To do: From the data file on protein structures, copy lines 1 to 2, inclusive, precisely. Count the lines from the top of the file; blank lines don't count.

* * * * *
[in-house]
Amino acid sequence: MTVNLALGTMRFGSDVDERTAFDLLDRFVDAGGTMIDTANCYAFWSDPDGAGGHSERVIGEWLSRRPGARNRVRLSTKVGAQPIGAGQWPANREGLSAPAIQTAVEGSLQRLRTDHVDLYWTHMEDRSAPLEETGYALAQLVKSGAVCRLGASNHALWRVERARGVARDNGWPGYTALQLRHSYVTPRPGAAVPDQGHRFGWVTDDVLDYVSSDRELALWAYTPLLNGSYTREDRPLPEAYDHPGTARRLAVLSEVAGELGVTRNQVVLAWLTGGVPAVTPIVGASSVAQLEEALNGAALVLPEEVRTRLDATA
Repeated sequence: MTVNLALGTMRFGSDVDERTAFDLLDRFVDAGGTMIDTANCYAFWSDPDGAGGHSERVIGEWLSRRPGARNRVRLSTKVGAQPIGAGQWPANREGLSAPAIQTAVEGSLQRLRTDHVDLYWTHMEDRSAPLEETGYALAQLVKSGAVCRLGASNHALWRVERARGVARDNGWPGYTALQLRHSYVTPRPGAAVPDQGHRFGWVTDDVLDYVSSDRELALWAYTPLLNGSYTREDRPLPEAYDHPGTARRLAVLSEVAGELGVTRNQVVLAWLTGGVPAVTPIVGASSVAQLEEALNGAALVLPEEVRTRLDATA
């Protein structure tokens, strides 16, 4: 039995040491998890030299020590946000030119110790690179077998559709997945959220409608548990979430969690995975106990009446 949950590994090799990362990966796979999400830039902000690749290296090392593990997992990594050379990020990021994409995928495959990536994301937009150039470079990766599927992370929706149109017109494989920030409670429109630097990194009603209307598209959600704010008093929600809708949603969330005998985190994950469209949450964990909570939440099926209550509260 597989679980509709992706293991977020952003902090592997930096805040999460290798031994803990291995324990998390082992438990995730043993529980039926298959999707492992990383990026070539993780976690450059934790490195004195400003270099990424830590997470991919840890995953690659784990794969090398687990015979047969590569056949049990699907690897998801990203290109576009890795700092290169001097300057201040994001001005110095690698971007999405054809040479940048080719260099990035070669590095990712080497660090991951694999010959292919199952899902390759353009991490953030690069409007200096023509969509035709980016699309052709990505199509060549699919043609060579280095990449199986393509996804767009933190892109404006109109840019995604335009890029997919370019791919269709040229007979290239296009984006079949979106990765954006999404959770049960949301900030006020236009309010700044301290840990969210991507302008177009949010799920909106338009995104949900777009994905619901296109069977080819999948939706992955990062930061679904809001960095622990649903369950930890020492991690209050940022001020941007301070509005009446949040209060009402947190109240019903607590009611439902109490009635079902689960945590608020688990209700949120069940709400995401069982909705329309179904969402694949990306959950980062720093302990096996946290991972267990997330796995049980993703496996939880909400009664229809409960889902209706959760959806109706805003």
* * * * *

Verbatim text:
[in-house]
Amino acid sequence: MTVNLALGTMRFGSDVDERTAFDLLDRFVDAGGTMIDTANCYAFWSDPDGAGGHSERVIGEWLSRRPGARNRVRLSTKVGAQPIGAGQWPANREGLSAPAIQTAVEGSLQRLRTDHVDLYWTHMEDRSAPLEETGYALAQLVKSGAVCRLGASNHALWRVERARGVARDNGWPGYTALQLRHSYVTPRPGAAVPDQGHRFGWVTDDVLDYVSSDRELALWAYTPLLNGSYTREDRPLPEAYDHPGTARRLAVLSEVAGELGVTRNQVVLAWLTGGVPAVTPIVGASSVAQLEEALNGAALVLPEEVRTRLDATA